Kaiser Permanente joins a number of businesses in making significant commitments for solar deployment. The company already has solar panels at 13 locations with a generation capacity of 11.3 MW, and it plans to add up to 50 MW of new solar installations.
Last week, the White House announced a number of commitments for solar deployment in both the private and the public sectors. One of the companies participating in this solar push is Kaiser Permanente, which already has solar panels at 13 locations with a generation capacity of 11.3 MW.
Now, Kaiser Permanente is committing to increase its onsite solar generation capacity by as much as 50 MW, with additional installations planned for its medical campuses and other locations.
The announcement not only accompanied President Obama’s support for solar but also came days after the White House released its National Climate Assessment report on the effects of climate change in the U.S. Kaiser Permanente is making the connection between the effects of climate change and their business, health care.
“It’s clear that changes in our climate are having an impact on human health,” said Kathy Gerwig, vice president and environmental stewardship officer at Kaiser Permanente. “Harnessing renewable energy to power the care we provide reflects our dedication to improving the health of our members and the communities we serve.”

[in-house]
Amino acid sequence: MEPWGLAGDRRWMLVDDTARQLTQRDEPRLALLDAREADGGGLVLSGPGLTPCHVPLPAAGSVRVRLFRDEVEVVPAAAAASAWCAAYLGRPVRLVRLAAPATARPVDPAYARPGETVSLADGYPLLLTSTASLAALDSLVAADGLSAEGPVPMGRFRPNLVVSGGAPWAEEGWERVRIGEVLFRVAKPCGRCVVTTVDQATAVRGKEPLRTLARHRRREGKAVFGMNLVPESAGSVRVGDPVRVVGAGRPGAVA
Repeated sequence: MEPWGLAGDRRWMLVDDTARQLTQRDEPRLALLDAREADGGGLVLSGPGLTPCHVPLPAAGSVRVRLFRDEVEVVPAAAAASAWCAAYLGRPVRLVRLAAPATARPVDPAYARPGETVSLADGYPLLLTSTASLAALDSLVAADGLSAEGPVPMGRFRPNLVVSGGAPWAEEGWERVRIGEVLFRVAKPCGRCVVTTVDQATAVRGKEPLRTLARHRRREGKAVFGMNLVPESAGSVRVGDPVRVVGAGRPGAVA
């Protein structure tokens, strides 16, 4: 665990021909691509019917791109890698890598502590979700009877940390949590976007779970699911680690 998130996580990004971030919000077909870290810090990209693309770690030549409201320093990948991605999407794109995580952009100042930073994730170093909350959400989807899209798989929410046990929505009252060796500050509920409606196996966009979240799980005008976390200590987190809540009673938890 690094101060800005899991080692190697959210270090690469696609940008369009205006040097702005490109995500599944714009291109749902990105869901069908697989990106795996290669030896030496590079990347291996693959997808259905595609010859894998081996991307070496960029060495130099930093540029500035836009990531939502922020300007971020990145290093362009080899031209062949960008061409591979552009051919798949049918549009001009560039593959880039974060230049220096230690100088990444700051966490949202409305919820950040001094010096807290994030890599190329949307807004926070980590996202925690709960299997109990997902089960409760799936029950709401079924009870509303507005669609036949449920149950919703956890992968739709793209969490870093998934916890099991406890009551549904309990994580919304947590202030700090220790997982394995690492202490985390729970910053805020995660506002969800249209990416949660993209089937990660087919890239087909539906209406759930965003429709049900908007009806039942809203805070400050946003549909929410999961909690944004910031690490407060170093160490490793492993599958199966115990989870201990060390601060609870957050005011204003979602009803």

In 2012, Kaiser Permanente adopted a national sustainable energy policy and launched an ambitious strategy to reduce its greenhouse gas emissions by 30% by 2020 (compared to 2008 levels). Developing onsite generation of renewable power plays a significant role in meeting this goal.
Kaiser Permanente’s existing arrays at 13 locations — including hospitals, medical offices, and a distribution center — generated 18 million kWh of electricity in 2013. That would be enough electricity to power about 1, 200 average American homes each year.
Kaiser Permanente detailed the specifics of its new commitment to solar power:
Kaiser Permanente will increase its onsite generation capacity in 2014 with solar installations at many additional locations, including in Hawaii and at its Oakland Medical Center in California and Hidden Lake Medical Offices in Colorado.
The company will also assess more than 100 of its locations in California for the potential to add onsite solar. The effort could increase the organization’s total onsite generation capacity by as much as 50 MW.
Together, these solar initiatives could increase the organization’s onsite renewable generation from 2% to between 6% and 8% of its total electricity needs in California. And of course, this will save money.
“Pursuing clean energy opportunities is not only the right thing to do for our communities, it makes good business sense,” said Ramé Hemstreet, vice president of facilities operations and Kaiser Permanente’s chief energy officer.
In addition to its onsite use, Kaiser Permanente purchases more than 42 million kWh of renewable energy certificates annually. The organization is also exploring an opportunity to purchase renewable energy through a large offsite project that could reduce Kaiser Permanente’s carbon footprint by more than 10%.
Kaiser Permanente is the largest user of solar power among U.S. healthcare providers. The company received a 2013 Green Power Leadership Award from the U.S. Environmental Protection Agency.